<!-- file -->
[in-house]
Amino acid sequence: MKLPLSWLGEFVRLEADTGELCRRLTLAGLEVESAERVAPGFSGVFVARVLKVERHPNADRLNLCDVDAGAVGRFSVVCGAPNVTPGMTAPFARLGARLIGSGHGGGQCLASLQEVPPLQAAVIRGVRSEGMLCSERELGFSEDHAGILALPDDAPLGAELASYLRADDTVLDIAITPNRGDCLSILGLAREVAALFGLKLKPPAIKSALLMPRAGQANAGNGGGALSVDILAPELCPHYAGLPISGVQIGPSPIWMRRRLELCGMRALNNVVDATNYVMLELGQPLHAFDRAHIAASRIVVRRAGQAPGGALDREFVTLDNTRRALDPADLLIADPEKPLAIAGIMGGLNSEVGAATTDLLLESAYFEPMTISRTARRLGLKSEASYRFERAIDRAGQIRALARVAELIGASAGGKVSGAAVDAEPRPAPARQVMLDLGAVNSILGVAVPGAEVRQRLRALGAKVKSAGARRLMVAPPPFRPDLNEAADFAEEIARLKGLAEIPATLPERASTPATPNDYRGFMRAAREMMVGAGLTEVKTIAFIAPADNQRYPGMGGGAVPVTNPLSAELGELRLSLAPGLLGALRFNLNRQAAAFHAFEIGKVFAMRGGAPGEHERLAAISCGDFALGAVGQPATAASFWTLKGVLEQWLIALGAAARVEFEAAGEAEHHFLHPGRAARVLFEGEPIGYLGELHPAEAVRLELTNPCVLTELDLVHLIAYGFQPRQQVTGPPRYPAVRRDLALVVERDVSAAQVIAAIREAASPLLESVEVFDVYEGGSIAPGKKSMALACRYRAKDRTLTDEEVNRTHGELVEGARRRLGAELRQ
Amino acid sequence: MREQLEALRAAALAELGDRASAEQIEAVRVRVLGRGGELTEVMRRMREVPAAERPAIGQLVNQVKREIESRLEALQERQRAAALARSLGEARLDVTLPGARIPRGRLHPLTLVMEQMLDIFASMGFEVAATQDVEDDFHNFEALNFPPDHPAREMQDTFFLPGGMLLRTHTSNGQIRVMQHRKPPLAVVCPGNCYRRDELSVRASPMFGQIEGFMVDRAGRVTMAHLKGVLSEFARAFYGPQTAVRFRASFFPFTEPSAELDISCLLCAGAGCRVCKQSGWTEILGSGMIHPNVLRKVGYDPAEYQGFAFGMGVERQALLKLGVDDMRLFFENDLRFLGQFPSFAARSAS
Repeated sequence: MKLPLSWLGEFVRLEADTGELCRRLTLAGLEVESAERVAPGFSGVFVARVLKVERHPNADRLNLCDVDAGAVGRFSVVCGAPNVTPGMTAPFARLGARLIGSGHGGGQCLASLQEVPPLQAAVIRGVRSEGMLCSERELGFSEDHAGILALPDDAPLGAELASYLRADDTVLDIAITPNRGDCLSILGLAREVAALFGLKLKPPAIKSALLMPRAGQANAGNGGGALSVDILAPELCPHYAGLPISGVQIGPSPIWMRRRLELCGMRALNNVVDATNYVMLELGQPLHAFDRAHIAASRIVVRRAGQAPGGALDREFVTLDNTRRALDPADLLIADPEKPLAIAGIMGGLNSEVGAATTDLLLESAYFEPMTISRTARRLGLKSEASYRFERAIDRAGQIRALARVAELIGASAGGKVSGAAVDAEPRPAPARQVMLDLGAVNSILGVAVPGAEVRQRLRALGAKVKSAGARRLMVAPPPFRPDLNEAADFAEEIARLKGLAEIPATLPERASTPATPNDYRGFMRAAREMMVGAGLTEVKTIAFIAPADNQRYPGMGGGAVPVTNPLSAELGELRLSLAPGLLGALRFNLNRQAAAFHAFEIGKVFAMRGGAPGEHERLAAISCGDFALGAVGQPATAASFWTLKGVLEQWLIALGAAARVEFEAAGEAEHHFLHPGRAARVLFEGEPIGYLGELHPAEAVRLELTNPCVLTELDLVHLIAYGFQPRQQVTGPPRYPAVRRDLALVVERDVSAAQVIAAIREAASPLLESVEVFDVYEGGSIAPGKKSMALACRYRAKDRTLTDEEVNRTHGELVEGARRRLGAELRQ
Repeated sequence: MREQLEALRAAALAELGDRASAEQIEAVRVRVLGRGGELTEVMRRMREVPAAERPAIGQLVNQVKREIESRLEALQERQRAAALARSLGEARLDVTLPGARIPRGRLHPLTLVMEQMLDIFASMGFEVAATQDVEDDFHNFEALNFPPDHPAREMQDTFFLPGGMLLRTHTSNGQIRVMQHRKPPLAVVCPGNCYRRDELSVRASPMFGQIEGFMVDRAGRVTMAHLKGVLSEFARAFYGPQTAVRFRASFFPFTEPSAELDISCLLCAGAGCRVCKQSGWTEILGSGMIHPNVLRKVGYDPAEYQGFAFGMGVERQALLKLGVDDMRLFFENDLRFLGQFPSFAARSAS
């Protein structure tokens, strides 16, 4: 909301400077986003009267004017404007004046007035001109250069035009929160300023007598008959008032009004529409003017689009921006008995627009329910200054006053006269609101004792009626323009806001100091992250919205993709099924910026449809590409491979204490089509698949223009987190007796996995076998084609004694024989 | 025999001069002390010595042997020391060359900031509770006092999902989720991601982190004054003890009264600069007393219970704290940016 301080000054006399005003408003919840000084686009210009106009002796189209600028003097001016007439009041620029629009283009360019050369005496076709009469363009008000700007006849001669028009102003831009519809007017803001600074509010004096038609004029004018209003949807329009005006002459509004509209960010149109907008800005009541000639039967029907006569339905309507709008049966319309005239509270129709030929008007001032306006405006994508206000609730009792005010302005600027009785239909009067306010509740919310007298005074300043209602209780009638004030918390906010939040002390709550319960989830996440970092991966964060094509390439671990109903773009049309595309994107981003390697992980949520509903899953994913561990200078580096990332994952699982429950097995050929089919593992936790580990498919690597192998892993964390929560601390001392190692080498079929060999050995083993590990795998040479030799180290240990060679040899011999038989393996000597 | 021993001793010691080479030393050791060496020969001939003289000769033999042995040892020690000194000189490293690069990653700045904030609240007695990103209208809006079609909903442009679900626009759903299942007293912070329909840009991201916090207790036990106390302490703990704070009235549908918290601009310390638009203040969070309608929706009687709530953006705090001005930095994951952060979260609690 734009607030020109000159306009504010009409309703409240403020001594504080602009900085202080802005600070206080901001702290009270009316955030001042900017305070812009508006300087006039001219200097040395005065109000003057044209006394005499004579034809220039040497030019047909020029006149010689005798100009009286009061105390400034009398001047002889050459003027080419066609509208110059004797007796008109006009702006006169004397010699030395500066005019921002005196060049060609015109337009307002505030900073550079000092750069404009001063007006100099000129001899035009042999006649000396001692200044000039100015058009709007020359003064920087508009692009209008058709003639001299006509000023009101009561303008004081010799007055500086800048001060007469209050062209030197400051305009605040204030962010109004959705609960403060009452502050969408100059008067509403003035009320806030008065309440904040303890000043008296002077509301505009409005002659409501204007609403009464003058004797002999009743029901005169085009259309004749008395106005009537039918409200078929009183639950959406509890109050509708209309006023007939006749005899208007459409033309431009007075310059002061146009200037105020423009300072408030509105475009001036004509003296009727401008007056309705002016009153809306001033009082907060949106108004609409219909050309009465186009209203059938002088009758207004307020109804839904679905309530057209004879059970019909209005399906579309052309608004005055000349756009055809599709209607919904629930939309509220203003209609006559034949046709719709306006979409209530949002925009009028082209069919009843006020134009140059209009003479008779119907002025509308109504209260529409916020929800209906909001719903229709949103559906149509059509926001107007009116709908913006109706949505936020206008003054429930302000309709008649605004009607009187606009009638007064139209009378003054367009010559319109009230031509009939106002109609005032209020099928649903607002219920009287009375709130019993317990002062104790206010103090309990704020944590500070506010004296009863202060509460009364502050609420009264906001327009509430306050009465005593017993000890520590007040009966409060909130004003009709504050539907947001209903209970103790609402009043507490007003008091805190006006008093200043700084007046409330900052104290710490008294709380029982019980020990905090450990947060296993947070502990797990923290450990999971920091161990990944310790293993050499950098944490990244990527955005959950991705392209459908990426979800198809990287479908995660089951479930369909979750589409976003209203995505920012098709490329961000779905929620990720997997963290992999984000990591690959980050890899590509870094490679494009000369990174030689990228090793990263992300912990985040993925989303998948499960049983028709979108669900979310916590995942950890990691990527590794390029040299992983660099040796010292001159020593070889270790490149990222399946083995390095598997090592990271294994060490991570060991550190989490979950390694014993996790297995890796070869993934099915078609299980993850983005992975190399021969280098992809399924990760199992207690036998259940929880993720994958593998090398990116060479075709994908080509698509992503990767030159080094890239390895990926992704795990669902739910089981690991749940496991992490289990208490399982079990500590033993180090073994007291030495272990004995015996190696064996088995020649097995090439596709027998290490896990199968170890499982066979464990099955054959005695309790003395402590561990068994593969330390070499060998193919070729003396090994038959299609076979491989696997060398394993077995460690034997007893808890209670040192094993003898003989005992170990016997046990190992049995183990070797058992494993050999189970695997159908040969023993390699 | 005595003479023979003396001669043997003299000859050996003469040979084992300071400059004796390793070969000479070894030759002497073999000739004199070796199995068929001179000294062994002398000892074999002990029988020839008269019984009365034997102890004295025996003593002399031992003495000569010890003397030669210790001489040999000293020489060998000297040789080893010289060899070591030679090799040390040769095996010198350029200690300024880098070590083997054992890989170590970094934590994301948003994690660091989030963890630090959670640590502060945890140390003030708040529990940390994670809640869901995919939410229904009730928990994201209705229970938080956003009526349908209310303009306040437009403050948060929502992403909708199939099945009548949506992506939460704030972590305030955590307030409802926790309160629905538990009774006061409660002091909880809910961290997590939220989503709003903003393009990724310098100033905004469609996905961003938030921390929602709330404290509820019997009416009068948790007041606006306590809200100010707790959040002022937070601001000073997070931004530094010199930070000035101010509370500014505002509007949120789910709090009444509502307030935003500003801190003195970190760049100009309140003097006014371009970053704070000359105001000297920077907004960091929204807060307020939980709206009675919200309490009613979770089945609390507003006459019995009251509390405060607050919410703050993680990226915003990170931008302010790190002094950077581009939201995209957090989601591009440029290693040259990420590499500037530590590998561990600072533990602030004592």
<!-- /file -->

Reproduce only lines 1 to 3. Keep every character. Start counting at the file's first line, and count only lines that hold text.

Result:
[in-house]
Amino acid sequence: MKLPLSWLGEFVRLEADTGELCRRLTLAGLEVESAERVAPGFSGVFVARVLKVERHPNADRLNLCDVDAGAVGRFSVVCGAPNVTPGMTAPFARLGARLIGSGHGGGQCLASLQEVPPLQAAVIRGVRSEGMLCSERELGFSEDHAGILALPDDAPLGAELASYLRADDTVLDIAITPNRGDCLSILGLAREVAALFGLKLKPPAIKSALLMPRAGQANAGNGGGALSVDILAPELCPHYAGLPISGVQIGPSPIWMRRRLELCGMRALNNVVDATNYVMLELGQPLHAFDRAHIAASRIVVRRAGQAPGGALDREFVTLDNTRRALDPADLLIADPEKPLAIAGIMGGLNSEVGAATTDLLLESAYFEPMTISRTARRLGLKSEASYRFERAIDRAGQIRALARVAELIGASAGGKVSGAAVDAEPRPAPARQVMLDLGAVNSILGVAVPGAEVRQRLRALGAKVKSAGARRLMVAPPPFRPDLNEAADFAEEIARLKGLAEIPATLPERASTPATPNDYRGFMRAAREMMVGAGLTEVKTIAFIAPADNQRYPGMGGGAVPVTNPLSAELGELRLSLAPGLLGALRFNLNRQAAAFHAFEIGKVFAMRGGAPGEHERLAAISCGDFALGAVGQPATAASFWTLKGVLEQWLIALGAAARVEFEAAGEAEHHFLHPGRAARVLFEGEPIGYLGELHPAEAVRLELTNPCVLTELDLVHLIAYGFQPRQQVTGPPRYPAVRRDLALVVERDVSAAQVIAAIREAASPLLESVEVFDVYEGGSIAPGKKSMALACRYRAKDRTLTDEEVNRTHGELVEGARRRLGAELRQ
Amino acid sequence: MREQLEALRAAALAELGDRASAEQIEAVRVRVLGRGGELTEVMRRMREVPAAERPAIGQLVNQVKREIESRLEALQERQRAAALARSLGEARLDVTLPGARIPRGRLHPLTLVMEQMLDIFASMGFEVAATQDVEDDFHNFEALNFPPDHPAREMQDTFFLPGGMLLRTHTSNGQIRVMQHRKPPLAVVCPGNCYRRDELSVRASPMFGQIEGFMVDRAGRVTMAHLKGVLSEFARAFYGPQTAVRFRASFFPFTEPSAELDISCLLCAGAGCRVCKQSGWTEILGSGMIHPNVLRKVGYDPAEYQGFAFGMGVERQALLKLGVDDMRLFFENDLRFLGQFPSFAARSAS